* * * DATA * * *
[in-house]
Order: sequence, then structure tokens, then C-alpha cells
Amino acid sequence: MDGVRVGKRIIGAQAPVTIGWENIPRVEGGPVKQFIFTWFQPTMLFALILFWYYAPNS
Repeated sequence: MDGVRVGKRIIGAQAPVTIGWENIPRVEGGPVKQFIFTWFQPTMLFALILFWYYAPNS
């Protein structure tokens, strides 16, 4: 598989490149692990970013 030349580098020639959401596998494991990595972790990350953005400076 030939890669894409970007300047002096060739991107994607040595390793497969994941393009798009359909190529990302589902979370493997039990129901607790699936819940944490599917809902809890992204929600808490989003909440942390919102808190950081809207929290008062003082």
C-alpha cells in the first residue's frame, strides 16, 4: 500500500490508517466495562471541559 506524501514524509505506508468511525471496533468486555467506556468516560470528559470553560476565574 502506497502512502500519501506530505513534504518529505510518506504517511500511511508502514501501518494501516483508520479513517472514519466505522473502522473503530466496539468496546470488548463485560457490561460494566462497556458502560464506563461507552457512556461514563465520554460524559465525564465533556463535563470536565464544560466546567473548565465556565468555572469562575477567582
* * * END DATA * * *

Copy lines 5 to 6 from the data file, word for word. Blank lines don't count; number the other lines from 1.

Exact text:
């Protein structure tokens, strides 16, 4: 598989490149692990970013 030349580098020639959401596998494991990595972790990350953005400076 030939890669894409970007300047002096060739991107994607040595390793497969994941393009798009359909190529990302589902979370493997039990129901607790699936819940944490599917809902809890992204929600808490989003909440942390919102808190950081809207929290008062003082």
C-alpha cells in the first residue's frame, strides 16, 4: 500500500490508517466495562471541559 506524501514524509505506508468511525471496533468486555467506556468516560470528559470553560476565574 502506497502512502500519501506530505513534504518529505510518506504517511500511511508502514501501518494501516483508520479513517472514519466505522473502522473503530466496539468496546470488548463485560457490561460494566462497556458502560464506563461507552457512556461514563465520554460524559465525564465533556463535563470536565464544560466546567473548565465556565468555572469562575477567582